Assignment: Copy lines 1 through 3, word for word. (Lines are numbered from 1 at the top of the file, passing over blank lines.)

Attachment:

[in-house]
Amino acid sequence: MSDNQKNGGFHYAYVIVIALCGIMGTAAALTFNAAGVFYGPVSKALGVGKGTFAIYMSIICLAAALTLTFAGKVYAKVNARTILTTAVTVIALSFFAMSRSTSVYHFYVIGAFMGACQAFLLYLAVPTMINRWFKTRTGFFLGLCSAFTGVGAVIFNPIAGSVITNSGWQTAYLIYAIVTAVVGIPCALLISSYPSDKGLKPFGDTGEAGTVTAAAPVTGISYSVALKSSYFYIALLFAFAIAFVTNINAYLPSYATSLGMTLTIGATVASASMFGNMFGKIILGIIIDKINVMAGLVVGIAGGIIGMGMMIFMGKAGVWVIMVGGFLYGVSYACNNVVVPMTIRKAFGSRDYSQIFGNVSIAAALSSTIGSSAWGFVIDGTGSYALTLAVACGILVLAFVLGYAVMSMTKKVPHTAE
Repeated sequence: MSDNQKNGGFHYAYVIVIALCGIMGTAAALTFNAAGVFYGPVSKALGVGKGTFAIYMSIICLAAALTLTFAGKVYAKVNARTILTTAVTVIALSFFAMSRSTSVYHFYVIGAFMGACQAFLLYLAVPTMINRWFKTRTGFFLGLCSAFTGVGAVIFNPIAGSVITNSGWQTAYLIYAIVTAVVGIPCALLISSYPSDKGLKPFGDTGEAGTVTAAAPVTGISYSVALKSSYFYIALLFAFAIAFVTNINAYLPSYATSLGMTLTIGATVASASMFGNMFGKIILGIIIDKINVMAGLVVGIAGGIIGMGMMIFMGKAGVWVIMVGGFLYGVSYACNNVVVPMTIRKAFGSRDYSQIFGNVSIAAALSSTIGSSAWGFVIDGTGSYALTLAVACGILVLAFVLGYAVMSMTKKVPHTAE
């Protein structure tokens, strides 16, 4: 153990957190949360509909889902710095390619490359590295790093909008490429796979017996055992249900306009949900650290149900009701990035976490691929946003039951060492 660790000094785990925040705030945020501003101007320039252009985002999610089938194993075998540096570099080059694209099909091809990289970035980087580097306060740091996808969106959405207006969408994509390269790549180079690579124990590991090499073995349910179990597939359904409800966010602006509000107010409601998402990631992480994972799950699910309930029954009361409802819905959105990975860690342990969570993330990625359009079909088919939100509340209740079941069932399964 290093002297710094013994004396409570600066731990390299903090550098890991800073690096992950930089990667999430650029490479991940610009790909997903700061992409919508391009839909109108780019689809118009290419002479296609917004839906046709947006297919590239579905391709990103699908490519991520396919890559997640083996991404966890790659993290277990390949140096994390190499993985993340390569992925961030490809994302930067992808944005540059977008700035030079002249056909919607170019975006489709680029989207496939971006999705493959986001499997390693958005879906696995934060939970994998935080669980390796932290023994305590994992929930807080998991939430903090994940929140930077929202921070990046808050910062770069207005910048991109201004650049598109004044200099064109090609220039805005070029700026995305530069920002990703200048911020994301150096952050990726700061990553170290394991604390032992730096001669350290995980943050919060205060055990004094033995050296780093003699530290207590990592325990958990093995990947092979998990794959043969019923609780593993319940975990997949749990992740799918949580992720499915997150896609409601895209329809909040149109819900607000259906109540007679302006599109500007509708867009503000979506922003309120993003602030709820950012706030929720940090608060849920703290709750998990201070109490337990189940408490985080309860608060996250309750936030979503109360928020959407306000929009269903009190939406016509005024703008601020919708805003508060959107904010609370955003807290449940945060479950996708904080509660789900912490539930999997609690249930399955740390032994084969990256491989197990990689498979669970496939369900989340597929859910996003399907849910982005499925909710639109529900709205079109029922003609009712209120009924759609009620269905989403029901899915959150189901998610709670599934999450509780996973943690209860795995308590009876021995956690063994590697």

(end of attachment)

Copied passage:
[in-house]
Amino acid sequence: MSDNQKNGGFHYAYVIVIALCGIMGTAAALTFNAAGVFYGPVSKALGVGKGTFAIYMSIICLAAALTLTFAGKVYAKVNARTILTTAVTVIALSFFAMSRSTSVYHFYVIGAFMGACQAFLLYLAVPTMINRWFKTRTGFFLGLCSAFTGVGAVIFNPIAGSVITNSGWQTAYLIYAIVTAVVGIPCALLISSYPSDKGLKPFGDTGEAGTVTAAAPVTGISYSVALKSSYFYIALLFAFAIAFVTNINAYLPSYATSLGMTLTIGATVASASMFGNMFGKIILGIIIDKINVMAGLVVGIAGGIIGMGMMIFMGKAGVWVIMVGGFLYGVSYACNNVVVPMTIRKAFGSRDYSQIFGNVSIAAALSSTIGSSAWGFVIDGTGSYALTLAVACGILVLAFVLGYAVMSMTKKVPHTAE
Repeated sequence: MSDNQKNGGFHYAYVIVIALCGIMGTAAALTFNAAGVFYGPVSKALGVGKGTFAIYMSIICLAAALTLTFAGKVYAKVNARTILTTAVTVIALSFFAMSRSTSVYHFYVIGAFMGACQAFLLYLAVPTMINRWFKTRTGFFLGLCSAFTGVGAVIFNPIAGSVITNSGWQTAYLIYAIVTAVVGIPCALLISSYPSDKGLKPFGDTGEAGTVTAAAPVTGISYSVALKSSYFYIALLFAFAIAFVTNINAYLPSYATSLGMTLTIGATVASASMFGNMFGKIILGIIIDKINVMAGLVVGIAGGIIGMGMMIFMGKAGVWVIMVGGFLYGVSYACNNVVVPMTIRKAFGSRDYSQIFGNVSIAAALSSTIGSSAWGFVIDGTGSYALTLAVACGILVLAFVLGYAVMSMTKKVPHTAE